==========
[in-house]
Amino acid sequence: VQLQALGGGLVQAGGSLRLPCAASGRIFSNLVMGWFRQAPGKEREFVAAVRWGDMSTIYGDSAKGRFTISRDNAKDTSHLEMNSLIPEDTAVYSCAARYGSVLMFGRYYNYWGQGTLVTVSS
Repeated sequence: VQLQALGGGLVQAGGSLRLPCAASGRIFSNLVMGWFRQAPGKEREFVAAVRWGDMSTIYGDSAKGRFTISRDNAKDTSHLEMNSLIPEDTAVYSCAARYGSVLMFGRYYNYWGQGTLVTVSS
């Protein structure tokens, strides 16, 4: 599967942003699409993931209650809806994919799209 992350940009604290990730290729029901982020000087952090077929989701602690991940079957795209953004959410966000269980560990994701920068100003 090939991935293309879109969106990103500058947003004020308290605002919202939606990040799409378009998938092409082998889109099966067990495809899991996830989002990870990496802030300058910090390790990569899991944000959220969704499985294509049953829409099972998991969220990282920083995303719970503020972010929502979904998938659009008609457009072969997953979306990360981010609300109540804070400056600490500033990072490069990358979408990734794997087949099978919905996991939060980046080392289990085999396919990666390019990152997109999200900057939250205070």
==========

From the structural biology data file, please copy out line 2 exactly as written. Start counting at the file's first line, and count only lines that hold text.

Amino acid sequence: VQLQALGGGLVQAGGSLRLPCAASGRIFSNLVMGWFRQAPGKEREFVAAVRWGDMSTIYGDSAKGRFTISRDNAKDTSHLEMNSLIPEDTAVYSCAARYGSVLMFGRYYNYWGQGTLVTVSS